Wednesday, March 29, 2017

The Break by Katherena Vermette

This is another one of those books about the indigenous experience that should be required reading for all Canadians.  It is not a historical book as many are, but is set in present day Winnipeg - in the seedier parts of the North End.  Most of the characters are members of the Metis community.

The strength of this book is in its characters - predominantly female, all remarkably resilient.  The chapters are written from a multitude of different perspectives which, by the end of the book, illuminate what happened on one fateful night.  The story starts with Stella - in the middle of the night she looks out her window and sees what she believes to be is a young girl getting raped in the snow.  She calls the police to alert them to the trouble - they take hours to arrive and assume she is exaggerating or mistaken and has only seen petty gang violence.

But as the story progresses we see what happened in the lead up to this event from the perspective of Stella's family, friends and the young police officer investigating.

The strength of the characters begins at the top with Flora, known as Kookom, the matriarch of the family.  At various times all of her children, grandchildren and great grandchildren turn to her for comfort and support.  The other perspectives we see are her daughter, Cheryl, who is an artist trying to survive her split from her husband and the death of her sister (and Stella's mother).  She turns to alcohol, but also family and friends.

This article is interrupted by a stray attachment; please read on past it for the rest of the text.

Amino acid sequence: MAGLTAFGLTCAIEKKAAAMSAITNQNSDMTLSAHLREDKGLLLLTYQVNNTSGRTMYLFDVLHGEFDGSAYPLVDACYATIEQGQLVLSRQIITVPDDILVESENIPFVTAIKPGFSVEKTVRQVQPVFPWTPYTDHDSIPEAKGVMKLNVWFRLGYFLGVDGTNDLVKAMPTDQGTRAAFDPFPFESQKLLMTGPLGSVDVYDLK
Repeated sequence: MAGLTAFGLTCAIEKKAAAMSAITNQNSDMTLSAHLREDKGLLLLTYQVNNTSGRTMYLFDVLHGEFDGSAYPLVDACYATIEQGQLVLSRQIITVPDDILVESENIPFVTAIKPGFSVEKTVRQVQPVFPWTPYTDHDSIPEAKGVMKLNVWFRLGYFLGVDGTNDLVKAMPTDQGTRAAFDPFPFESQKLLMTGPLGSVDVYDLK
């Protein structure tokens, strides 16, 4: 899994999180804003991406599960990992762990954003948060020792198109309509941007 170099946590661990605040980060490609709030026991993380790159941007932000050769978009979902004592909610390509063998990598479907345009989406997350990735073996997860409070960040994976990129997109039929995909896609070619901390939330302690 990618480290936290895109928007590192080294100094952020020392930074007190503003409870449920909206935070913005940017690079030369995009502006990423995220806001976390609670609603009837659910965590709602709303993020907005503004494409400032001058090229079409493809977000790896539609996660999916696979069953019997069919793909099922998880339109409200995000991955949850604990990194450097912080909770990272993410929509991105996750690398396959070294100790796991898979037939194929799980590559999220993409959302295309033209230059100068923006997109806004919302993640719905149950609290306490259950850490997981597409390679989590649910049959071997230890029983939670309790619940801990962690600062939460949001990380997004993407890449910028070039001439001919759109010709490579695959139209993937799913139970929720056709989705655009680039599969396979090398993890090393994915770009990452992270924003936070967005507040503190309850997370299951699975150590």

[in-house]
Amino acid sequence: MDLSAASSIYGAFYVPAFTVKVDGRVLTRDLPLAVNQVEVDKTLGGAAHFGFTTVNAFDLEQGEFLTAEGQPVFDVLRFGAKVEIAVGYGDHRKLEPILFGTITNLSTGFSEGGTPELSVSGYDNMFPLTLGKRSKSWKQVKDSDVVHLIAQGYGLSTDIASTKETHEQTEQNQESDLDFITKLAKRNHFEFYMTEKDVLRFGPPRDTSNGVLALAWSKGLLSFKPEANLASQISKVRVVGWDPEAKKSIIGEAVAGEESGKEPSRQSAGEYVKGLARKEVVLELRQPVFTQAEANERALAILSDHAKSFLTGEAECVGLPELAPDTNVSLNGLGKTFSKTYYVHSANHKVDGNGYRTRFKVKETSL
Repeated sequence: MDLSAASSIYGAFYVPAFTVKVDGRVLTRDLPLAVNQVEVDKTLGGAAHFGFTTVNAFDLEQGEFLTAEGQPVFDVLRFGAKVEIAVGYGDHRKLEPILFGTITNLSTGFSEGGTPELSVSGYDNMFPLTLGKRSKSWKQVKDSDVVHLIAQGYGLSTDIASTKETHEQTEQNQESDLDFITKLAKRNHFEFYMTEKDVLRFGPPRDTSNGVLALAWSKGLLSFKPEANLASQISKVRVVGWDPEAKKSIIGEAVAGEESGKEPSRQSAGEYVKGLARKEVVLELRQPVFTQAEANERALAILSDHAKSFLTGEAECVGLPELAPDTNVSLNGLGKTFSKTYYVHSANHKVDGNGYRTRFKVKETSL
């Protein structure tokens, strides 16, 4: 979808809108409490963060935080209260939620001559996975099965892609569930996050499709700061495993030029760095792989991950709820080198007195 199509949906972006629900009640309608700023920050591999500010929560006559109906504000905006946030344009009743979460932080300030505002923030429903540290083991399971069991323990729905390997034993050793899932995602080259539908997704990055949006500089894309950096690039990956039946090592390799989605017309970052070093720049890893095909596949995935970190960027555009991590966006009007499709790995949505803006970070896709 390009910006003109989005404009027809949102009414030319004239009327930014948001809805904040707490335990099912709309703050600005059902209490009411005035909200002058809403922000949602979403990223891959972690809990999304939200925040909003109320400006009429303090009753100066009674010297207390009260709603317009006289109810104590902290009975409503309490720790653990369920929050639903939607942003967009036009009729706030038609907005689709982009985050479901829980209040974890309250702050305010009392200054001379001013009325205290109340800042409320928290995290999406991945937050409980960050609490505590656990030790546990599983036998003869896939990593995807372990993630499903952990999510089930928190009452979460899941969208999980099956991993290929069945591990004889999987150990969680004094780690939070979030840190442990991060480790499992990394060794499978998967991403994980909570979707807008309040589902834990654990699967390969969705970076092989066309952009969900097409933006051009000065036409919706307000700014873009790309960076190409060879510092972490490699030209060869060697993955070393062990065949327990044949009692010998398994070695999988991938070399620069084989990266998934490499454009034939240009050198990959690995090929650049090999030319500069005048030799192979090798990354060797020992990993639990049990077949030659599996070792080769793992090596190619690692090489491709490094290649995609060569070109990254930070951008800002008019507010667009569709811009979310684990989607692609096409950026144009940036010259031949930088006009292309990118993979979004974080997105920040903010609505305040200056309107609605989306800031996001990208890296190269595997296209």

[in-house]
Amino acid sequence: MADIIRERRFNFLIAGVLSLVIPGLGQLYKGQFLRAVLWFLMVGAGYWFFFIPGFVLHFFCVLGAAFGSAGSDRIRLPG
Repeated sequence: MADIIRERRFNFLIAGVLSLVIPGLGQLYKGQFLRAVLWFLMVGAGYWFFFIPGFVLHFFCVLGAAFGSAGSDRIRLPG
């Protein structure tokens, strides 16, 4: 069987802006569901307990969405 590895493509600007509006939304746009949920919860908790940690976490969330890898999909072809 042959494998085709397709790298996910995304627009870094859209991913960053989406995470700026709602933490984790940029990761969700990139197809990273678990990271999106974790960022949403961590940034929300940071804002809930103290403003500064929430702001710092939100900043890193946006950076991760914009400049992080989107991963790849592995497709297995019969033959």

Cheryl has two daughters.  Lou is a social worker with two children whose long time boyfriend has just returned "home to the bush".  She tries hard to be tough and professional but even she breaks down in the face of the events surrounding the assault which Stella witnessed.  Paulina is her younger, softer, sister who has one daughter and is in a new relationship with a man who she desperately wants to trust.  Stella is their cousin.

We also hear from Cheryl's best friend, Rita, Paulina's daughter, Emily, the Metis police officer and Phoenix, a homeless teenager who has just been released from a youth detention centre.  By the end we understand the relationships between the characters, both in their pasts and in the present.  It's interesting that the only male who narrates a chapter is the police officer - and even he draws his strength from his mother.  If this sounds complicated it's partly because I don't want to give too much away.  I can tell you it is aided by a family tree at the front of the book which I referred to regularly.

I really recommend this book - to show how strength of character and family bonds, particularly between women, can help people cope with and survive terrible tragedy - and you are left with the hope that they will thrive rather than just survive.

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